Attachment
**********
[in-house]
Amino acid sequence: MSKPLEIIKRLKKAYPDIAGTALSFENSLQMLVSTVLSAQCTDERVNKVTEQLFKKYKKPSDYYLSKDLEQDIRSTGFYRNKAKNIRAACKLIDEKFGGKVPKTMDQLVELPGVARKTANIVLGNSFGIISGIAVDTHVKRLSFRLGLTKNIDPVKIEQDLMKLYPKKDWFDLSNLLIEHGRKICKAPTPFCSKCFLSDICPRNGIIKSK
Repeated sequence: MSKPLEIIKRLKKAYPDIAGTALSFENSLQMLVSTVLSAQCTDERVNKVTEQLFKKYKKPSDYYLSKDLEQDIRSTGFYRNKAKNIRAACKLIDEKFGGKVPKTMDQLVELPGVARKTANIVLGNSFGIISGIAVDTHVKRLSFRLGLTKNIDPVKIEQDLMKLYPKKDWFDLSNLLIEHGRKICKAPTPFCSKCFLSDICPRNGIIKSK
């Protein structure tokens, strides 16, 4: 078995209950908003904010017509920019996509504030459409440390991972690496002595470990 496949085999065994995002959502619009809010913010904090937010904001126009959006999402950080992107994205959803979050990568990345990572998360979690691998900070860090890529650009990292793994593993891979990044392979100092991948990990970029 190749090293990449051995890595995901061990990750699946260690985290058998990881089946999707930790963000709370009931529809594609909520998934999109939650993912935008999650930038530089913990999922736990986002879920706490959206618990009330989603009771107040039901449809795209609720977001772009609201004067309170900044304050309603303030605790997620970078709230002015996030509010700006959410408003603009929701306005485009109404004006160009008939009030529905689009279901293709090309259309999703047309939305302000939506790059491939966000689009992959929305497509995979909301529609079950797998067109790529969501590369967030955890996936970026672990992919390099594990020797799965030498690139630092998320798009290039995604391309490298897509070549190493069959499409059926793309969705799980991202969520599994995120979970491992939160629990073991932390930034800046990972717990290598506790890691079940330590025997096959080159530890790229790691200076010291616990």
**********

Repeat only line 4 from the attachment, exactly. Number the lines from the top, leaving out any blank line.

């Protein structure tokens, strides 16, 4: 078995209950908003904010017509920019996509504030459409440390991972690496002595470990 496949085999065994995002959502619009809010913010904090937010904001126009959006999402950080992107994205959803979050990568990345990572998360979690691998900070860090890529650009990292793994593993891979990044392979100092991948990990970029 190749090293990449051995890595995901061990990750699946260690985290058998990881089946999707930790963000709370009931529809594609909520998934999109939650993912935008999650930038530089913990999922736990986002879920706490959206618990009330989603009771107040039901449809795209609720977001772009609201004067309170900044304050309603303030605790997620970078709230002015996030509010700006959410408003603009929701306005485009109404004006160009008939009030529905689009279901293709090309259309999703047309939305302000939506790059491939966000689009992959929305497509995979909301529609079950797998067109790529969501590369967030955890996936970026672990992919390099594990020797799965030498690139630092998320798009290039995604391309490298897509070549190493069959499409059926793309969705799980991202969520599994995120979970491992939160629990073991932390930034800046990972717990290598506790890691079940330590025997096959080159530890790229790691200076010291616990």